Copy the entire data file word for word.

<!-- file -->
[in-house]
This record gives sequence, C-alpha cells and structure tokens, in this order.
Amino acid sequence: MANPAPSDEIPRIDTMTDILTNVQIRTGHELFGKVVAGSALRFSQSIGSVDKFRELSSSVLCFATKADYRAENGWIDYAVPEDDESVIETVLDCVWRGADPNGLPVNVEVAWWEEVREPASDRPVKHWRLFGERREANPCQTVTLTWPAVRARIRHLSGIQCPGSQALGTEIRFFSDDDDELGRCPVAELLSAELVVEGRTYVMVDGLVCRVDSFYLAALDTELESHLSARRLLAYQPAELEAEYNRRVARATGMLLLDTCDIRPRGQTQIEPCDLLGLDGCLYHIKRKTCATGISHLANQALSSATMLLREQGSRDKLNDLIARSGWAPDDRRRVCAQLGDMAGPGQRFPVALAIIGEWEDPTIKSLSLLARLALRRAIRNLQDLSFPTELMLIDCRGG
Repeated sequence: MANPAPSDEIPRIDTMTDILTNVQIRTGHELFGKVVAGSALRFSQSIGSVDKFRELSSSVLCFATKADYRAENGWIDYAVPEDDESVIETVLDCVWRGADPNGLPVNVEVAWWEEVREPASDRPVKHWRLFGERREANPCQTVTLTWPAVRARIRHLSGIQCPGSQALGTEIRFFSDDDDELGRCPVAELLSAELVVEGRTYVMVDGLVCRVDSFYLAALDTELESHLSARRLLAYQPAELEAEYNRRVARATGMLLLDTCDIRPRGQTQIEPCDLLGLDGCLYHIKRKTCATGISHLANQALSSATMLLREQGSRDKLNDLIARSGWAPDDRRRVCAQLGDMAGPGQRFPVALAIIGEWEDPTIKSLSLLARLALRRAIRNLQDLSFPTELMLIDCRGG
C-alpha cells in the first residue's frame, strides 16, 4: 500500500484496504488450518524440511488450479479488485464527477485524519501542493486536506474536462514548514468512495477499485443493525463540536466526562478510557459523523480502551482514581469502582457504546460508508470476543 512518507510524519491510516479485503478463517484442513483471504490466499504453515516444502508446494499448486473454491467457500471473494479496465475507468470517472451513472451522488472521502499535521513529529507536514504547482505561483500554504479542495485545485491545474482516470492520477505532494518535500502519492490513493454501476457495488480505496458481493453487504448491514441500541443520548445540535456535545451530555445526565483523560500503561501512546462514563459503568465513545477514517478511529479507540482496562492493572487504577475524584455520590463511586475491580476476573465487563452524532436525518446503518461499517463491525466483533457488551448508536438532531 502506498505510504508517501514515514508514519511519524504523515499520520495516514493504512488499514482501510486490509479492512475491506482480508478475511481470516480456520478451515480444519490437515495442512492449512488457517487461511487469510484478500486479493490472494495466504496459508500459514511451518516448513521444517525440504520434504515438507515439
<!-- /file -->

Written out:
[in-house]
This record gives sequence, C-alpha cells and structure tokens, in this order.
Amino acid sequence: MANPAPSDEIPRIDTMTDILTNVQIRTGHELFGKVVAGSALRFSQSIGSVDKFRELSSSVLCFATKADYRAENGWIDYAVPEDDESVIETVLDCVWRGADPNGLPVNVEVAWWEEVREPASDRPVKHWRLFGERREANPCQTVTLTWPAVRARIRHLSGIQCPGSQALGTEIRFFSDDDDELGRCPVAELLSAELVVEGRTYVMVDGLVCRVDSFYLAALDTELESHLSARRLLAYQPAELEAEYNRRVARATGMLLLDTCDIRPRGQTQIEPCDLLGLDGCLYHIKRKTCATGISHLANQALSSATMLLREQGSRDKLNDLIARSGWAPDDRRRVCAQLGDMAGPGQRFPVALAIIGEWEDPTIKSLSLLARLALRRAIRNLQDLSFPTELMLIDCRGG
Repeated sequence: MANPAPSDEIPRIDTMTDILTNVQIRTGHELFGKVVAGSALRFSQSIGSVDKFRELSSSVLCFATKADYRAENGWIDYAVPEDDESVIETVLDCVWRGADPNGLPVNVEVAWWEEVREPASDRPVKHWRLFGERREANPCQTVTLTWPAVRARIRHLSGIQCPGSQALGTEIRFFSDDDDELGRCPVAELLSAELVVEGRTYVMVDGLVCRVDSFYLAALDTELESHLSARRLLAYQPAELEAEYNRRVARATGMLLLDTCDIRPRGQTQIEPCDLLGLDGCLYHIKRKTCATGISHLANQALSSATMLLREQGSRDKLNDLIARSGWAPDDRRRVCAQLGDMAGPGQRFPVALAIIGEWEDPTIKSLSLLARLALRRAIRNLQDLSFPTELMLIDCRGG
C-alpha cells in the first residue's frame, strides 16, 4: 500500500484496504488450518524440511488450479479488485464527477485524519501542493486536506474536462514548514468512495477499485443493525463540536466526562478510557459523523480502551482514581469502582457504546460508508470476543 512518507510524519491510516479485503478463517484442513483471504490466499504453515516444502508446494499448486473454491467457500471473494479496465475507468470517472451513472451522488472521502499535521513529529507536514504547482505561483500554504479542495485545485491545474482516470492520477505532494518535500502519492490513493454501476457495488480505496458481493453487504448491514441500541443520548445540535456535545451530555445526565483523560500503561501512546462514563459503568465513545477514517478511529479507540482496562492493572487504577475524584455520590463511586475491580476476573465487563452524532436525518446503518461499517463491525466483533457488551448508536438532531 502506498505510504508517501514515514508514519511519524504523515499520520495516514493504512488499514482501510486490509479492512475491506482480508478475511481470516480456520478451515480444519490437515495442512492449512488457517487461511487469510484478500486479493490472494495466504496459508500459514511451518516448513521444517525440504520434504515438507515439